Overview

The Savage Hawkman #4

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 The Savage Hawkman #4

Credits

  • Words: Tony Salvador Daniel
  • Art: Phillip Tan
  • Colors: Sunny Gho
  • Story Title: "The Savage Hawkman VS. The Black Plague"
  • Publisher: DC Comics
  • Price: $2.99
  • Release Date: Jan 2, 2012

Carter Hall may be in his final fight with Morphicius, but in the end, he'll find out "they live" in this appreciatively bare-bones relaunch of the winged warrior.

Since the relaunch, Carter Hall has been a man of mystery. Initially wanting to distance himself from his Hawkman persona, he's now one with the suit. His first challenge with this new evolution of heroics is Morphicius, an alien that "corrupts… and its plague consumes…. taking over all forms of life it touches" (in a page that shows that the "prologue pages" that Marvel runs can't be done as well as narrative that builds up the past while adding to the future). With an unlikely ally at his side, he needs to bring this vicious fight to an end.

What works for The Savage Hawkman is what was avoided so often in the past: simplicity. Hawkman and Hawkgirl were notoriously annoying characters when it came to backstory and motivations; are they aliens, Egyptians, both, neither? Thankfully, with the New 52, it's all scattered to the wind. While this doesn't leave much chance to follow up their related thread lines from Brightest Day (much like the countdown to Firestorm's imminent destruction, readers will never truly know where the plot for Carter Hall was to go beyond that series). This Carter Hall is distilled into Indiana Jones with super armor reminiscent of how Iron Man suits up nowadays, which is ironic, given that the character predates both of those iconic stars. While there's enough of a tease towards the true origin of Hawkman (thanks to the cryptic reference to "Katar Hol"), the book doesn't worry itself with it.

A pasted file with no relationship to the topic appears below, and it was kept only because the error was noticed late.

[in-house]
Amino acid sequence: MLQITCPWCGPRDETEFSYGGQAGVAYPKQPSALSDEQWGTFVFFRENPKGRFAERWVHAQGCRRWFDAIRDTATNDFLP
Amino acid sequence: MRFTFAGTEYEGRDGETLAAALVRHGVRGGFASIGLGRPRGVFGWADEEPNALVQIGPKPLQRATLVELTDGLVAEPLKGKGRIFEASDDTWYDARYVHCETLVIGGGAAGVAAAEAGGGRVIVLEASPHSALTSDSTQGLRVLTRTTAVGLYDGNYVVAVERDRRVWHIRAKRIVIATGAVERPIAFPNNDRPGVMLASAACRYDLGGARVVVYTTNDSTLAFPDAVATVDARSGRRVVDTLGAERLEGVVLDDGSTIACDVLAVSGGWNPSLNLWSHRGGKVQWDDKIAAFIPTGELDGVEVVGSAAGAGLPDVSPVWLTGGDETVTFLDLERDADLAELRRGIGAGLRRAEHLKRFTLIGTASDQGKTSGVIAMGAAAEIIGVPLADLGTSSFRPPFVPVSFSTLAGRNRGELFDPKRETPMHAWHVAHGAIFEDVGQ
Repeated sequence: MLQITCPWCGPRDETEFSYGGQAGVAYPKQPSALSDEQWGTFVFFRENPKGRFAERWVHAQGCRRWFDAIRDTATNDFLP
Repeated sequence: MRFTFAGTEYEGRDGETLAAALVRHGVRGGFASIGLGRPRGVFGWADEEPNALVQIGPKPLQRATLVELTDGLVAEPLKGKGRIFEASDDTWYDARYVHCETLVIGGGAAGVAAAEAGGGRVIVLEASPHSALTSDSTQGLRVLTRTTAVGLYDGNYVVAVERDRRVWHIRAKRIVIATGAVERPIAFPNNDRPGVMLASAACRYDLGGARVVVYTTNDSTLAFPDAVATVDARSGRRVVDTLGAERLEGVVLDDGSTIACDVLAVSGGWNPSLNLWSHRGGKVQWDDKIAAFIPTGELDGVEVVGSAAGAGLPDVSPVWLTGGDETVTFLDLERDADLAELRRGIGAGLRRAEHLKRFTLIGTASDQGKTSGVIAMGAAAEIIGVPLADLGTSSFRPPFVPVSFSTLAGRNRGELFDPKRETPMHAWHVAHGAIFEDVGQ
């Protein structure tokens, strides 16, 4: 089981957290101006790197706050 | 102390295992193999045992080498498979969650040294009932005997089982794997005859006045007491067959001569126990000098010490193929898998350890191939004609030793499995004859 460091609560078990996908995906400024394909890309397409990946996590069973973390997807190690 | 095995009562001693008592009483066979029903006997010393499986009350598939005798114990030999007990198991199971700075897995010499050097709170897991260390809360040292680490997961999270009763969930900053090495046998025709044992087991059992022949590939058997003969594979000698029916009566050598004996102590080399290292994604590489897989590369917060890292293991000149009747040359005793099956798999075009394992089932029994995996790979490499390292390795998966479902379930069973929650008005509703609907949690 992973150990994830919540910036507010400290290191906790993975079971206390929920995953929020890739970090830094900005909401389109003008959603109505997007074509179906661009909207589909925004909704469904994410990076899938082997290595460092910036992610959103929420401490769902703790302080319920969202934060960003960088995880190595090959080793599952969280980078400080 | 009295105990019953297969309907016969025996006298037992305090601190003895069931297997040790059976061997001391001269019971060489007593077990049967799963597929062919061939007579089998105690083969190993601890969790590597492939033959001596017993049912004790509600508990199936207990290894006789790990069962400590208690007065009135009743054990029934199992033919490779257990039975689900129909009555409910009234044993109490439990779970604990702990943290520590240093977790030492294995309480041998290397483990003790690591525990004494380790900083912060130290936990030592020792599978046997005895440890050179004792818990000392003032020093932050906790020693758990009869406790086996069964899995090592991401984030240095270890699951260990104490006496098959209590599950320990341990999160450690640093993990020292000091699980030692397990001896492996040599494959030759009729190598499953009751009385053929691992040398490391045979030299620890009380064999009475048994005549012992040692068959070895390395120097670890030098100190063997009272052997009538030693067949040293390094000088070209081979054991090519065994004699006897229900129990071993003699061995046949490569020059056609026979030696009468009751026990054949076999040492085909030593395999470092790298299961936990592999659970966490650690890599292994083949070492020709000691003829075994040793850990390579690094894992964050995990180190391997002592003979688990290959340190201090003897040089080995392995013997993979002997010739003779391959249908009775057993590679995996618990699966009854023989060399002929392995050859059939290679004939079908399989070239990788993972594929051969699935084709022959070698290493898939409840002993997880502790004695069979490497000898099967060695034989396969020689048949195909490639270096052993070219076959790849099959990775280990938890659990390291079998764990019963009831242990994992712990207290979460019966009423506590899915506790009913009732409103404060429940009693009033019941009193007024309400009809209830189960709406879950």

Philip Tan's work is enjoyable on the series, if largely for the fact it stands out from much of the Old DC Universe. It's heavy on inks, it's dark and rather simplistic; you get the information you need, you get enough of the backgrounds at time to give context (and if the context isn't needed, he lets Sunny Gho color, who proves that colorists need as much praise or denouement as the pencillers and inkers). Their combo proves almost to be the hyper-violent extrapolation of what Francis Manapul is doing over in The Flash; while it doesn't get as inventive with panel breakdowns as much a Manapul is (but in all honesty, how many books could DC have going at once that are reinventing the common comic book?), the inking, shading, and coloring all come very close to the visual style of Manapul in most of his works.

The Savage Hawkman is truly savage, ripping at the heart of the story with very little fluff and extraneous bits. Sometimes you might want the value meal, which includes a bunch of extras, but no single element is strong enough to carry you. The Savage Hawkman is raw, rare, and juicy steak; it's still dripping with blood, and it's so tasty and filling.

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